Just as a creature that is physically healthy and mature in the fine flush and fortitude of the fullness of its time, and in the strong flow of its blood, can procreate, can generate young, so people who are alive and vibrant with the spiritual blood flow of courage and of wisdom can "generate" spiritual sons and daughters, and can inspire them, thousands and millions of them, to do and live and act in like manner!!

Such has been the victory and the achievement of our peerless and precious Sarah over these last three-and-a-half desperate and dangerous years for the Res Publica Americana!!! She has always fought and resisted the cowardice of anesthesia; the cowardice of apathy; the cowardice of spiritual death. She has inspired millions of others to imitate and follow her.

This is what has made her, in this HOUR of SUPREME CRISIS, a second Founder of America, THE MOTHER OF HER COUNTRY!!!

With the Fair Lady and Warrior of Wasilla and of the North Country, let us always reject the comfortable but ultimately death-dealing, low, miserable roads and anodyne paths of apathy; let us instead walk on the high road and majestic if thorny path that leads ever North, North with Sarah---North to the Great Land of our highest and loftiest aspirations, upward and onward to the North Star, to the True North (like Tolkien's True West), to our glorious and eternal destiny!!

WITH SARAH LET US FIGHT AND SUFFER AND FIGHT AND SUFFER AND FIGHT AND SUFFER UNTIL WE DRAW OUR LAST BREATH. DEO VOLENTE, SARAH 2012!!!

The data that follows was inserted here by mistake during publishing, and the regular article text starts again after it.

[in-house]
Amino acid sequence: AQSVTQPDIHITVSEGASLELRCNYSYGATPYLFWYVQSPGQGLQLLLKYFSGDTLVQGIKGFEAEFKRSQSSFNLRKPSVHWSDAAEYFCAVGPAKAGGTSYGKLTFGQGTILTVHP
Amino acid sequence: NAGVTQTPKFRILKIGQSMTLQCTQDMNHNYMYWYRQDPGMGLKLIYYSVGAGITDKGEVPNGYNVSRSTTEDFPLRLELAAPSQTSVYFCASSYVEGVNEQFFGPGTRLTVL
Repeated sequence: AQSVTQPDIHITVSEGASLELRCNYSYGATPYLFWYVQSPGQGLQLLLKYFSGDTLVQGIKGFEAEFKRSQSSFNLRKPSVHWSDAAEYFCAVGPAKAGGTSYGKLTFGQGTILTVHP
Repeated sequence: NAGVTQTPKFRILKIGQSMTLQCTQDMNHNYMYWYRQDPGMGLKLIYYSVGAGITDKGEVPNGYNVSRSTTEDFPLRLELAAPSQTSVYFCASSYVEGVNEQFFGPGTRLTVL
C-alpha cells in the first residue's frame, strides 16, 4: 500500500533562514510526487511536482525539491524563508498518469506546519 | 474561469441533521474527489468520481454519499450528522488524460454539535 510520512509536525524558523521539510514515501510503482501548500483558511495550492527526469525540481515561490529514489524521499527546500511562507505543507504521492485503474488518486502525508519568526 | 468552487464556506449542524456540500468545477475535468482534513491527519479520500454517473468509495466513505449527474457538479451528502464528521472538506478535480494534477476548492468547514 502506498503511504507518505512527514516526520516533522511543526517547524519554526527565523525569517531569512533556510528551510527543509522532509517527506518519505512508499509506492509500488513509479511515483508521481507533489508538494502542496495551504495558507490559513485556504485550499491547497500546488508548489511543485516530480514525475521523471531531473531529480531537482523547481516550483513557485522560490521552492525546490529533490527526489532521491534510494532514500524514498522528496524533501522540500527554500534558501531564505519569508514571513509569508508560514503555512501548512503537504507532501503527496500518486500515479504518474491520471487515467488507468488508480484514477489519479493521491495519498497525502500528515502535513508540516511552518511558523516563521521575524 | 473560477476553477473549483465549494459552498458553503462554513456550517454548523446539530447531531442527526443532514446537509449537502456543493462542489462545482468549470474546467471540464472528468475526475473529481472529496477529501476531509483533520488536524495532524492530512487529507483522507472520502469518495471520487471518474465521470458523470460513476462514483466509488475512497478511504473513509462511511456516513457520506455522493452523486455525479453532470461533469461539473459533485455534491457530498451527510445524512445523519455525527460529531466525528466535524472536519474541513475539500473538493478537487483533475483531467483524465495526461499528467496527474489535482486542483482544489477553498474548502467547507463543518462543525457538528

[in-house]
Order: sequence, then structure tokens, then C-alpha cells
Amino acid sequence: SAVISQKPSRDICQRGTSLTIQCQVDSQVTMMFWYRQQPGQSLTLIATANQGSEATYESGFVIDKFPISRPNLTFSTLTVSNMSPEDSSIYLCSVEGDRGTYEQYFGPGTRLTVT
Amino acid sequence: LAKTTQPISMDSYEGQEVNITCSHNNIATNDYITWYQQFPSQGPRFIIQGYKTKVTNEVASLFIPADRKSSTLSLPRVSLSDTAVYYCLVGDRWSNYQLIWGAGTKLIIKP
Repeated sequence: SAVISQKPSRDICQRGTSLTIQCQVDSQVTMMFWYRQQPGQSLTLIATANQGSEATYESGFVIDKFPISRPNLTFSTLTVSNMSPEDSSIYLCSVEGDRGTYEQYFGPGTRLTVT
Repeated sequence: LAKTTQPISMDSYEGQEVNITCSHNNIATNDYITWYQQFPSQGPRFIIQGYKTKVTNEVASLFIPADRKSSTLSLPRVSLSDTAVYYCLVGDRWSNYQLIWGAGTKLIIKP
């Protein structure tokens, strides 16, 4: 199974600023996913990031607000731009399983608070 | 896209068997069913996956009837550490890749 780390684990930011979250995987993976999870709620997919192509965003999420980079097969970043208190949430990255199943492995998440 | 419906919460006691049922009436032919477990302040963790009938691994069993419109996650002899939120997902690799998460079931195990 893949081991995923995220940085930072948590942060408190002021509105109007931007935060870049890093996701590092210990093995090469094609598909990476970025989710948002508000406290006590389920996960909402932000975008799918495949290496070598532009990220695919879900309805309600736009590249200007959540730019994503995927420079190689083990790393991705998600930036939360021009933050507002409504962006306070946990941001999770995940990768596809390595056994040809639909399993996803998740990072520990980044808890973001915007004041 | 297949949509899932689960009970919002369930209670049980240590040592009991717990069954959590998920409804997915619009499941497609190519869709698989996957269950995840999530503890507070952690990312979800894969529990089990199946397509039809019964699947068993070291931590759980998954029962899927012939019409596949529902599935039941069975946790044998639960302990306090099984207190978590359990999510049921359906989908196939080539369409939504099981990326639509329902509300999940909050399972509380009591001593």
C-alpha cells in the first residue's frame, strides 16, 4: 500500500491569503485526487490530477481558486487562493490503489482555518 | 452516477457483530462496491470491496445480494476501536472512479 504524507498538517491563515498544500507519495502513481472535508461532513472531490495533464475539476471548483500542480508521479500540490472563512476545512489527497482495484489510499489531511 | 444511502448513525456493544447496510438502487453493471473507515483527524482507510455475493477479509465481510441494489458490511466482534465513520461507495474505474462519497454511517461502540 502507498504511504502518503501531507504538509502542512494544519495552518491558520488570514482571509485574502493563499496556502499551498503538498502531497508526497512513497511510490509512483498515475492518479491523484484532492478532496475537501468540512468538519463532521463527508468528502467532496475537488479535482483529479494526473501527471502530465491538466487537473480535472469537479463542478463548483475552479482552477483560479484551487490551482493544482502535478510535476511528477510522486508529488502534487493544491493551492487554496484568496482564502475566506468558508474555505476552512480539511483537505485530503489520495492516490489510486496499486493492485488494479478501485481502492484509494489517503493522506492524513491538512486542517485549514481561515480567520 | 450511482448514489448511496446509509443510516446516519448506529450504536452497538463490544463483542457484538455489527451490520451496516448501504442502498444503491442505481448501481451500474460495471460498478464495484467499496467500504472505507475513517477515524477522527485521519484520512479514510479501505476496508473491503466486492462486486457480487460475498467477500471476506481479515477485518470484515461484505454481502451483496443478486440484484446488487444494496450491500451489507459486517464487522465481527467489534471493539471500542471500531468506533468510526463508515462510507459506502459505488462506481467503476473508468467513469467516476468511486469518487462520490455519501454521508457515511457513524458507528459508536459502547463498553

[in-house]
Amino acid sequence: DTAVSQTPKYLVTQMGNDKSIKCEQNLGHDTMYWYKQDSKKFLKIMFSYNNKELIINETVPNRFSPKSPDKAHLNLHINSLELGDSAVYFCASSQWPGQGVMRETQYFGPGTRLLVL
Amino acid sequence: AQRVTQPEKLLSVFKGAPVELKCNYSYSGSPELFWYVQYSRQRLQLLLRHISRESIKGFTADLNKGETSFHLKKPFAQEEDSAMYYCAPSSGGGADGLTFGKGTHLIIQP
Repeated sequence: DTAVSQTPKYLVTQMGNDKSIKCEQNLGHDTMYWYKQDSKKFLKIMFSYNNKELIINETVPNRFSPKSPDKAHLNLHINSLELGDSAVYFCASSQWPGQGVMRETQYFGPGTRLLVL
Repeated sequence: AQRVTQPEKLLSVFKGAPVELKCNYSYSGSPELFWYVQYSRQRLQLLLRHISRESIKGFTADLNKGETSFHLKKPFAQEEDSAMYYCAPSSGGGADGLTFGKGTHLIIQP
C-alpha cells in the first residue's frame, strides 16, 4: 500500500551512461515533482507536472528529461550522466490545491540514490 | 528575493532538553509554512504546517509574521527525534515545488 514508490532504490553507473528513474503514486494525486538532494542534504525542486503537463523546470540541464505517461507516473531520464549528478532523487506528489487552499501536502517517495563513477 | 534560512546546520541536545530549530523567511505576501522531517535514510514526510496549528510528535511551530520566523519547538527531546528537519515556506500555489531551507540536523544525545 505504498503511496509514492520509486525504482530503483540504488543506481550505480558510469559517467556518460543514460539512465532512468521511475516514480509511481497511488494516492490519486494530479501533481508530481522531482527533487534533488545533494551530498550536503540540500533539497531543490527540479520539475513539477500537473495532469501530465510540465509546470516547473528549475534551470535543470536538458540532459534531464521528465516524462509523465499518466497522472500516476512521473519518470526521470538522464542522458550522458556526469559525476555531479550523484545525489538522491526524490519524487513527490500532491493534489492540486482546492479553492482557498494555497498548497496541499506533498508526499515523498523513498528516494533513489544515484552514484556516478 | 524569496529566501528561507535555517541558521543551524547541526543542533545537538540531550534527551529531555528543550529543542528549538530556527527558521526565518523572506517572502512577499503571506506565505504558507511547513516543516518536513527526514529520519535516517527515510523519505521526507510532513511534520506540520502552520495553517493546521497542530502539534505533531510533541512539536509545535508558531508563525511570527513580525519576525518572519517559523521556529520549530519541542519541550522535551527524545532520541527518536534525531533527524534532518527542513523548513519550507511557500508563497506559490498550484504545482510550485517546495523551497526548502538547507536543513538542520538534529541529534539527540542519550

Read It For Yourself:

Other Great Sarah Books:

Palin Essentials:

Credits:

All sidebar photos are from Wikimedia. I have tried to post all royalty-free images or to get permission, but in a few cases I could not locate the original source of a photograph or find a way to ask permission.


Contact info: bbrianus@gmail.com.

Other Great Going Rogue Reviews:

Jedediah Bila:

"Palin’s inviting first-person narration that is sometimes whimsical, often confident, and always patriotic...Going Rogue is truly one of those reads in which you put the book down after your eyes graze the final lines and you somehow feel like the writer is someone you’ve known all your life."
John Ziegler:

"I was simply blown away by Going Rogue on almost every level. For many reasons, this is by far the best book and greatest literary achievement by a political figure in my lifetime..."
Brigadier General Anthony J. Tata:
"Her book washes away all doubts that any reader might have had about her readiness to be president. She comes across as exceptionally bright, dedicated, and passionate about public service. Her moral compass is strong, pointing true North in this case. And she has a wicked sense of humor."
Don Surber:
"Conservatives know why Palin is still standing — and standing taller today than those who tried to bring her down. What does not kill you makes you stronger. Thank you, Tina Fey."

Sarah Palin is Coming to Town

Review by Stanley Fish:

When I walked into the Strand Bookstore in Manhattan last week, I headed straight for the bright young thing who wore an “Ask Me” button, and asked her to point me to the section of the store where I might find Sarah Palin’s memoir, “Going Rogue: An American Life.” She looked at me as if I had requested a copy of “Mein Kampf” signed in blood by the author....


A few days later...I had begun reading Palin’s book, and while I wouldn’t count myself a fan in the sense of being a supporter, I found it compelling and very well done....

First, the art. The book has an architectonic structure that is built around a single moment, the moment when Palin receives a call from John McCain inviting her to be the vice-presidential candidate of the Republican party. When we first hear about the call it is as much a surprise to us as it was (at least as reported) to her, because for six pages she has been recounting a wonderful family outing at the Alaska State Fair. When her phone rings, she hopes it might be a call from her son Track, a soldier soon to deploy to Iraq, but “it was Senator John McCain asking if I wanted to help him change history.”